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Jurors acquit man in ’04 killing outside Kingfisher Avenue bar

Author(s): ADRIAN ANGELETTE Date: January 13, 2007 Section: Metro

deliberated into early Friday morning before returning a verdict of not guilty in a murder case stemming from a shooting outside a Kingfisher Avenue bar in 2004. In the end, defense attorney Thomas D’Amico said, jurors determined there was insufficient evidence to prove that his 20-year-old client, Deindre Whitfield, was the person who fired the gun that killed Roderick Harmason on Nov. 13, 2004.

Whitfield was on trial for second-degree murder. It carries an automatic life sentence if a person is convicted as charged.

“It’s always nice to know the system works, and justice is done,” D’Amico said Friday. “It was obvious the evidence just wasn’t there to prove he was the person who did the shooting.

“Actually, the evidence showed he was not involved,” D’Amico said.

During the two days of testimony, D’Amico said, prosecutors presented no physical evidence that linked Whitfield to the shooting.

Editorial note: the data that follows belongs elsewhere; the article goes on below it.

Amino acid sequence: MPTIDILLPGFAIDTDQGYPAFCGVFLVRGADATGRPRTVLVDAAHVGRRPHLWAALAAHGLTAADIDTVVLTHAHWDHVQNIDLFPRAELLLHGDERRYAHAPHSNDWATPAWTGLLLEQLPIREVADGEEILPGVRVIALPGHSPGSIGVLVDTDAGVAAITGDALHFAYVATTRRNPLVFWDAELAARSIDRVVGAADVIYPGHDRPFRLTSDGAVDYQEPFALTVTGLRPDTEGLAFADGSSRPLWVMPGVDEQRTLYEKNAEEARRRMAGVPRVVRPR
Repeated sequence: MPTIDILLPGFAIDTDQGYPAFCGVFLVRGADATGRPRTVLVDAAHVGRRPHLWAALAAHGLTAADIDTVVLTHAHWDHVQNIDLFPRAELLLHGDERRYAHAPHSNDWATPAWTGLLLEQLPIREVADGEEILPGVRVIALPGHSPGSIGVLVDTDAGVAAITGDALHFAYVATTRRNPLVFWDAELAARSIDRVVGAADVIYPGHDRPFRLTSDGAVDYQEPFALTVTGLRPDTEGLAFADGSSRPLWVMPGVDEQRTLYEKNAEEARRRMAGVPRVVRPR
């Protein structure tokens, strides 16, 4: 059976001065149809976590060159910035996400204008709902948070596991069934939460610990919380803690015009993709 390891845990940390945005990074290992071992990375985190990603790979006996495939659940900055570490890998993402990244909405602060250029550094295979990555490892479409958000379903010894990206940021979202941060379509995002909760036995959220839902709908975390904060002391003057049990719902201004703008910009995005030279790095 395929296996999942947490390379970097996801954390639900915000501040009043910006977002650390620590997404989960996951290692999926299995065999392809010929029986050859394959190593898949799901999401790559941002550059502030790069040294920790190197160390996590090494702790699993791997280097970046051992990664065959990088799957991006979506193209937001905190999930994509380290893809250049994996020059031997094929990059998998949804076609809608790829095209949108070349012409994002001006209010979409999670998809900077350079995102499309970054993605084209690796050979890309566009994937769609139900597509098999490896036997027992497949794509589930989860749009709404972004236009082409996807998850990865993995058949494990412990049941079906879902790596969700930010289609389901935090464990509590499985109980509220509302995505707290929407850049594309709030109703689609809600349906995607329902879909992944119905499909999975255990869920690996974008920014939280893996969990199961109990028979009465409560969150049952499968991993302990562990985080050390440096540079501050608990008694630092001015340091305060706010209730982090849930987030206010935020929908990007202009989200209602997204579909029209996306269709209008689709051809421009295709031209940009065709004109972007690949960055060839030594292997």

He said there were two witnesses, one who said she saw Whitfield walking around the Jag Den bar, holding a gun and cursing on the night of the shooting.

Another witness testified she saw Whitfield shoot shoot Harmason, D’Amico said. But portions of the two witnesses’ testimony conflicted, he said, and the woman who said she saw Whitfield shoot Harmason is a former girlfriend of the victim’s.

In addition, the former girlfriend did not come forward with her story until two years after the shooting, D’Amico said.

By contrast, D’Amico said he called three witnesses who testified Whitfield was nowhere near where Harmason was shot.

Prosecutor Barry Fontenot could not be reached for comment Friday. In his opening statement, Fontenot told jurors that Baton Rouge police had a problem investigating the case, lie said there were a large number of people outside the bar on the night of the shooting and person after person told police they saw nothing.

Fontenot told jurors the people at the club belong to the “seamy, dark, underbelly” of Baton Rouge society who consider police to be the enemy and villains to be heroes.

Copyright (c) 2007 Capital City Press, Baton Rouge, La.